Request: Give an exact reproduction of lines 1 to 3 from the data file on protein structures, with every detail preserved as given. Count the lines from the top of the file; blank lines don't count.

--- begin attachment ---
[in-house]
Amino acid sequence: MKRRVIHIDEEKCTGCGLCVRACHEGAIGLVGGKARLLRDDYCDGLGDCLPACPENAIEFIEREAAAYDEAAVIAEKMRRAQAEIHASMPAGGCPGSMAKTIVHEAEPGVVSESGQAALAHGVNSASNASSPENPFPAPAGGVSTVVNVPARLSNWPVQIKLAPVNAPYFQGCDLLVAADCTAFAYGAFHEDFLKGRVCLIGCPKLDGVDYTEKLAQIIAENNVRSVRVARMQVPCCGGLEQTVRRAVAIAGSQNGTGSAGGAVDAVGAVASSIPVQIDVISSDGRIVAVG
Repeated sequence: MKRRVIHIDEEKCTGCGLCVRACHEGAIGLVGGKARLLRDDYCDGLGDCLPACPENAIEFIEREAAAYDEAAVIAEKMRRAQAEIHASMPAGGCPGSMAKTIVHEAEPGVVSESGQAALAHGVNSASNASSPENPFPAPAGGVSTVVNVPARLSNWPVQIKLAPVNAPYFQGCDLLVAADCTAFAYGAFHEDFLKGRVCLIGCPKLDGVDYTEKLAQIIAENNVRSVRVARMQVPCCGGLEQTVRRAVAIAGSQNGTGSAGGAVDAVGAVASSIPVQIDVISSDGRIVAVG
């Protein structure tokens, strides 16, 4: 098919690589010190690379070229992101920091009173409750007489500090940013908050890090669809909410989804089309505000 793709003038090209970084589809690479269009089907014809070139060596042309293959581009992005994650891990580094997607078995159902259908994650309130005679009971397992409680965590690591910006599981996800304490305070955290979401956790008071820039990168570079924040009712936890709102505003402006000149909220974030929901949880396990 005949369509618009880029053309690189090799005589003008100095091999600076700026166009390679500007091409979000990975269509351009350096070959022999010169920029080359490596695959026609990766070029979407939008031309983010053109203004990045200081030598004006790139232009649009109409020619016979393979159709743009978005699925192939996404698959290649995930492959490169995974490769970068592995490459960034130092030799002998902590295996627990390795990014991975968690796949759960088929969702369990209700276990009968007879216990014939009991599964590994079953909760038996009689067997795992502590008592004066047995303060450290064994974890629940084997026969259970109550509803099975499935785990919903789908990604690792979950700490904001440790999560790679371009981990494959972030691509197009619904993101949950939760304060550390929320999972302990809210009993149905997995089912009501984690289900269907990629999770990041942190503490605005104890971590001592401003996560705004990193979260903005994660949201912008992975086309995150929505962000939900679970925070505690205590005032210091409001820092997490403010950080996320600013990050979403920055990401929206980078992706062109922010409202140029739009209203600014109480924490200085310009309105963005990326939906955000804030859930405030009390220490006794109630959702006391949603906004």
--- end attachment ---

[in-house]
Amino acid sequence: MKRRVIHIDEEKCTGCGLCVRACHEGAIGLVGGKARLLRDDYCDGLGDCLPACPENAIEFIEREAAAYDEAAVIAEKMRRAQAEIHASMPAGGCPGSMAKTIVHEAEPGVVSESGQAALAHGVNSASNASSPENPFPAPAGGVSTVVNVPARLSNWPVQIKLAPVNAPYFQGCDLLVAADCTAFAYGAFHEDFLKGRVCLIGCPKLDGVDYTEKLAQIIAENNVRSVRVARMQVPCCGGLEQTVRRAVAIAGSQNGTGSAGGAVDAVGAVASSIPVQIDVISSDGRIVAVG
Repeated sequence: MKRRVIHIDEEKCTGCGLCVRACHEGAIGLVGGKARLLRDDYCDGLGDCLPACPENAIEFIEREAAAYDEAAVIAEKMRRAQAEIHASMPAGGCPGSMAKTIVHEAEPGVVSESGQAALAHGVNSASNASSPENPFPAPAGGVSTVVNVPARLSNWPVQIKLAPVNAPYFQGCDLLVAADCTAFAYGAFHEDFLKGRVCLIGCPKLDGVDYTEKLAQIIAENNVRSVRVARMQVPCCGGLEQTVRRAVAIAGSQNGTGSAGGAVDAVGAVASSIPVQIDVISSDGRIVAVG